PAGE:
How to Send a Cold Email | GenTwenty

In a day and time where we are constantly communicating, constantly updating our status and sharing and connecting online, direct communication can be intimidating. Even if it’s virtual, reaching out to someone blindly, without introduction, can be daunting.

My father always says, “the answer’s always ‘no’ unless you ask.” Meaning, there’s nothing to lose and only everything to gain when you put yourself out there. Of course, this mantra doesn’t work for everything. For example, I can ask myself “can I fly a plane,” but the answer will still be, a big, solid “no.”

So, my dear twenty-somethings preparing to be bold, be brave, and grasp 2015 by the horns, either to email that LinkedIn contact of a friend-of-a-friend-of-a-friend who works for your dream company, or to write a letter to your favorite author just to say how much you admire them, or even to reach out to someone at work to meet for coffee to discuss an idea you had, I have some help for you.

Along with my dear cousin, who is a total pro at cold-emailing, I’ve come up with some helpful hints.

1. Before you write, think about your objective.

Is this an email to show appreciation for something the person has done or written? Then maybe you don’t expect a response. Are you trying to make a professional connection to ask for a reference, an informational interview, etc? Then leave enough open questions for them to respond.

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These categories can also apply to friends/friendly acquaintances.

2. What do you know about them already?

How will you begin the email? Why are you writing? What do you have in common with them that you can immediately highlight? Details are important.

It’s what helps us connect to a greater community, and helps us link the significance of something to our own being. It also helps us recall, for example, if you are writing to someone you met two years ago and you mention a funny story or moment, it’s much easier for the recipient to pull you up to the front page of their memory-rolodex.

3. What is the unique reason you are writing?

Choose a specific thing that has compelled you to write. Get to that point quickly, and clearly.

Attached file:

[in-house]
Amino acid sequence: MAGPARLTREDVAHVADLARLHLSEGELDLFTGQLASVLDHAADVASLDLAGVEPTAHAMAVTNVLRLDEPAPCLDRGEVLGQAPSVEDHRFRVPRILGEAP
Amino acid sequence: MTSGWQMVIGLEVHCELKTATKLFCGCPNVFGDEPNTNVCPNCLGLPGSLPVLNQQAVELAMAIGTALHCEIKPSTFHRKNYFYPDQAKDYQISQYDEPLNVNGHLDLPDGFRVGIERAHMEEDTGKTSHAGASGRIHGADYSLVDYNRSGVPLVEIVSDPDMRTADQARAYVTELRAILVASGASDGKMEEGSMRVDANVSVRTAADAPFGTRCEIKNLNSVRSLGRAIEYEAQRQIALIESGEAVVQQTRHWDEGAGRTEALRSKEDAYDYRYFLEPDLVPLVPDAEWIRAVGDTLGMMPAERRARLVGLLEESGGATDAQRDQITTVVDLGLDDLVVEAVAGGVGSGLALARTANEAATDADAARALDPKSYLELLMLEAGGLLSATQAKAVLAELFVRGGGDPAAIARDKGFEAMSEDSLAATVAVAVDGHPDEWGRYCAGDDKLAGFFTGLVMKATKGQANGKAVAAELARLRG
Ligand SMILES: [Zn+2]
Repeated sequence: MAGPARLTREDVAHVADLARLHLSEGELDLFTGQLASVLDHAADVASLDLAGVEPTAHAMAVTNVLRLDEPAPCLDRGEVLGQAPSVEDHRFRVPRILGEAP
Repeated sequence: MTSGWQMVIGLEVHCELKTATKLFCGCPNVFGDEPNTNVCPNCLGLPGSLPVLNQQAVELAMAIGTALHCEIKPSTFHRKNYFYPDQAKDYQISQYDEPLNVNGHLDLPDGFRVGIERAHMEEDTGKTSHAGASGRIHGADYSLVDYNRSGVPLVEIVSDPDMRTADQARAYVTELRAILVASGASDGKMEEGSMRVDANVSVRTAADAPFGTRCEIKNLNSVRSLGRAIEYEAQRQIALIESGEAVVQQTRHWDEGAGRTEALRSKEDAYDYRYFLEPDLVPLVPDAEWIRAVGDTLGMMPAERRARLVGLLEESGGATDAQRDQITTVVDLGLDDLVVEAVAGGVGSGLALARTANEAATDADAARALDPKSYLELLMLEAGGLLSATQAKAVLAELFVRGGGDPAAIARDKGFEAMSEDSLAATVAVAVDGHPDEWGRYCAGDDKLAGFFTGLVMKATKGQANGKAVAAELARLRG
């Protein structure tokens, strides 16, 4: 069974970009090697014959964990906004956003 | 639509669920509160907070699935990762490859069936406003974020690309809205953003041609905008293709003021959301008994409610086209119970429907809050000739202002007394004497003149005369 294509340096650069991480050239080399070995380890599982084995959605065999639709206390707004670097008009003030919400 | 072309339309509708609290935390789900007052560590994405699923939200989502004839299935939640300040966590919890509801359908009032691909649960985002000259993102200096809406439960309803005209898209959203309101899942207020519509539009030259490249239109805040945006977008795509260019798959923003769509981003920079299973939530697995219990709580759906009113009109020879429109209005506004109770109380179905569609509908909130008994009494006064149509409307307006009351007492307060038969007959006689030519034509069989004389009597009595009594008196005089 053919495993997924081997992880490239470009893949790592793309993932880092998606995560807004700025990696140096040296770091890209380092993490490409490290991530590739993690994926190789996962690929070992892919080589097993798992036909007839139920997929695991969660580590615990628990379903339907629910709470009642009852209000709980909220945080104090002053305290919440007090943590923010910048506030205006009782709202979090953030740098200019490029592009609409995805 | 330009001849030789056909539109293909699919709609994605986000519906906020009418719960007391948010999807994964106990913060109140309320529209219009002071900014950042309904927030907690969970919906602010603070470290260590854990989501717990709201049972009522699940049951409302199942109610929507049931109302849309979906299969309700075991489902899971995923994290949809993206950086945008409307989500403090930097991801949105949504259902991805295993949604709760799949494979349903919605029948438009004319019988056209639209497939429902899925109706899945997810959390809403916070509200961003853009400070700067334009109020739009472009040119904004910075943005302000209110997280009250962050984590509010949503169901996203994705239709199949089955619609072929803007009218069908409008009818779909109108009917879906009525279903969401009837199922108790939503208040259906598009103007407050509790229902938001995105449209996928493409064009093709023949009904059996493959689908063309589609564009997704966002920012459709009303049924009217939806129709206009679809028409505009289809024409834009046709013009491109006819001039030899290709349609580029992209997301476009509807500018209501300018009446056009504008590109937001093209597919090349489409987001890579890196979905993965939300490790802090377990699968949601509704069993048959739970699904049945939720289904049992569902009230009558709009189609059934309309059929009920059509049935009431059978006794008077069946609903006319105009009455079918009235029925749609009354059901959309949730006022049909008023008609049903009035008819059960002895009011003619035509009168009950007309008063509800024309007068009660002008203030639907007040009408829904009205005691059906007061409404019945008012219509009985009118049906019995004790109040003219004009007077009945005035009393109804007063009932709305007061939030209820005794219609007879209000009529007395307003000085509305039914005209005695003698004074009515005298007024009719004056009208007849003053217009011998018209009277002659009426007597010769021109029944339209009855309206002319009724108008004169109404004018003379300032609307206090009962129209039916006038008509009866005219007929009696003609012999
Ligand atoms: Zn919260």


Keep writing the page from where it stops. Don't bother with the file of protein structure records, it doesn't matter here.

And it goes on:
Pro-tip: Make your subject line specific and detailed. In the most succinct way possible, say why you are emailing them.

4. Maintain structure.

Opening: Introduce yourself, what is your connection to each other? Consider including a compliment, if appropriate.

Middle: The unique thing that has compelled you to write (AKA the main reason you are reaching out to them).

Closing: Express your gratitude and indicate whether a response is expected. End with “Hope to hear from you soon” if nothing else is appropriate.

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5. Proofread, and pay attention to punctuation.

This may seem like a no-brainer, but a simple typo can seem careless, and the wrong use of “there” is just inexcusable. I struggle with affect vs. effect and no matter how many times it has been explained to me, I still can’t keep it straight, so I Google it every time I use it just to make sure I really do have the correct usage.

Punctuation is important with emails because it helps us convey a tone that you would normal portray in person with your voice and your expression.

Exclamation points are great, but a little can go a long way. If you end every sentence with an exclamation point, you may not be taken seriously, even if you are very excited or passionate about the subject matter.

6. Take a deep breath, hit “send.” Exhale.

 

Don’t be afraid to reach out to someone, because more often than not, the person your reaching out to will appreciate the gesture, if nothing else. Accept that what your sending may not get a response, and don’t expect one. If you receive a reply, take it in stride and go from there. Don’t plan out the entire conversation before you’ve written the first word. That’s only setting yourself up for disappointment.

Are you a pro at cold emailing? How do you do it?